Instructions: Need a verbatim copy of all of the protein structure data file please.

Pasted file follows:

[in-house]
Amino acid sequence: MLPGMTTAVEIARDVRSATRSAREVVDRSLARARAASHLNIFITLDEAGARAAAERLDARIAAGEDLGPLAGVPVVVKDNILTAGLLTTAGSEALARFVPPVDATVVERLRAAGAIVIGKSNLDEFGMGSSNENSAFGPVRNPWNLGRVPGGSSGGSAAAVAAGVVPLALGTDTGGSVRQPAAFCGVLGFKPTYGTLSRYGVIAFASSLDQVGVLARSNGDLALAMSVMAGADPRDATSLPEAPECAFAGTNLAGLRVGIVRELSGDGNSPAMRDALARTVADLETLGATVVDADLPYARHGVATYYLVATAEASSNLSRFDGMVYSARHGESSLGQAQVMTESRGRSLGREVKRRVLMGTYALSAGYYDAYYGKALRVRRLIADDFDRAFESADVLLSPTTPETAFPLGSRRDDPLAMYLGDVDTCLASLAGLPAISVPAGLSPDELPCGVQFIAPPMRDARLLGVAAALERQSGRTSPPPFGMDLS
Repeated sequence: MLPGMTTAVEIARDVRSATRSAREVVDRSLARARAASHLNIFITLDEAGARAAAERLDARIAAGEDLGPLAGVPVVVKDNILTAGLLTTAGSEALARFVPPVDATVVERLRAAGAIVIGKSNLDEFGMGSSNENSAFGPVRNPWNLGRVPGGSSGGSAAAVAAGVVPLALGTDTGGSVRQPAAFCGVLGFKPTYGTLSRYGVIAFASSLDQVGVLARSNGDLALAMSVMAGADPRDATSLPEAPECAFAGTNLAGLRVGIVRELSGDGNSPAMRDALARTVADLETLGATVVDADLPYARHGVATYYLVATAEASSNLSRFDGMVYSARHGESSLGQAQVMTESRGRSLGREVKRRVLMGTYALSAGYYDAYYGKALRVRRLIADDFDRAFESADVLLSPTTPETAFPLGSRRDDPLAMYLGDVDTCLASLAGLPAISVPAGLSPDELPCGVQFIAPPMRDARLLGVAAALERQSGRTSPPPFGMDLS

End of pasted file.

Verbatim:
[in-house]
Amino acid sequence: MLPGMTTAVEIARDVRSATRSAREVVDRSLARARAASHLNIFITLDEAGARAAAERLDARIAAGEDLGPLAGVPVVVKDNILTAGLLTTAGSEALARFVPPVDATVVERLRAAGAIVIGKSNLDEFGMGSSNENSAFGPVRNPWNLGRVPGGSSGGSAAAVAAGVVPLALGTDTGGSVRQPAAFCGVLGFKPTYGTLSRYGVIAFASSLDQVGVLARSNGDLALAMSVMAGADPRDATSLPEAPECAFAGTNLAGLRVGIVRELSGDGNSPAMRDALARTVADLETLGATVVDADLPYARHGVATYYLVATAEASSNLSRFDGMVYSARHGESSLGQAQVMTESRGRSLGREVKRRVLMGTYALSAGYYDAYYGKALRVRRLIADDFDRAFESADVLLSPTTPETAFPLGSRRDDPLAMYLGDVDTCLASLAGLPAISVPAGLSPDELPCGVQFIAPPMRDARLLGVAAALERQSGRTSPPPFGMDLS
Repeated sequence: MLPGMTTAVEIARDVRSATRSAREVVDRSLARARAASHLNIFITLDEAGARAAAERLDARIAAGEDLGPLAGVPVVVKDNILTAGLLTTAGSEALARFVPPVDATVVERLRAAGAIVIGKSNLDEFGMGSSNENSAFGPVRNPWNLGRVPGGSSGGSAAAVAAGVVPLALGTDTGGSVRQPAAFCGVLGFKPTYGTLSRYGVIAFASSLDQVGVLARSNGDLALAMSVMAGADPRDATSLPEAPECAFAGTNLAGLRVGIVRELSGDGNSPAMRDALARTVADLETLGATVVDADLPYARHGVATYYLVATAEASSNLSRFDGMVYSARHGESSLGQAQVMTESRGRSLGREVKRRVLMGTYALSAGYYDAYYGKALRVRRLIADDFDRAFESADVLLSPTTPETAFPLGSRRDDPLAMYLGDVDTCLASLAGLPAISVPAGLSPDELPCGVQFIAPPMRDARLLGVAAALERQSGRTSPPPFGMDLS